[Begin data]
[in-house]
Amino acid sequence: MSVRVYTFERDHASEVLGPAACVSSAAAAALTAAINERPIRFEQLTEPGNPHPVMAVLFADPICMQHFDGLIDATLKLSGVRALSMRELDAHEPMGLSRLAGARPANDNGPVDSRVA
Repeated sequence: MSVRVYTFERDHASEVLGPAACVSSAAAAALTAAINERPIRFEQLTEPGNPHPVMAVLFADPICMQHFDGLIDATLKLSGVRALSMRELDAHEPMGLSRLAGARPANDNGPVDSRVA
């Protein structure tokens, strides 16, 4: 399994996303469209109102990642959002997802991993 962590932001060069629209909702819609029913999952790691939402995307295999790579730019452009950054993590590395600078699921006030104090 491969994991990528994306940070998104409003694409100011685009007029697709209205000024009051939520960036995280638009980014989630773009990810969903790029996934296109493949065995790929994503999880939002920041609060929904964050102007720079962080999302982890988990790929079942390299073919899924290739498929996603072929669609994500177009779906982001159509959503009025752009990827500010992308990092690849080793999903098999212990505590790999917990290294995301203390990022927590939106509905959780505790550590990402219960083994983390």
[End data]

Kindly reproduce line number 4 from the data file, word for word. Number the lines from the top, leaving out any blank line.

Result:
């Protein structure tokens, strides 16, 4: 399994996303469209109102990642959002997802991993 962590932001060069629209909702819609029913999952790691939402995307295999790579730019452009950054993590590395600078699921006030104090 491969994991990528994306940070998104409003694409100011685009007029697709209205000024009051939520960036995280638009980014989630773009990810969903790029996934296109493949065995790929994503999880939002920041609060929904964050102007720079962080999302982890988990790929079942390299073919899924290739498929996603072929669609994500177009779906982001159509959503009025752009990827500010992308990092690849080793999903098999212990505590790999917990290294995301203390990022927590939106509905959780505790550590990402219960083994983390």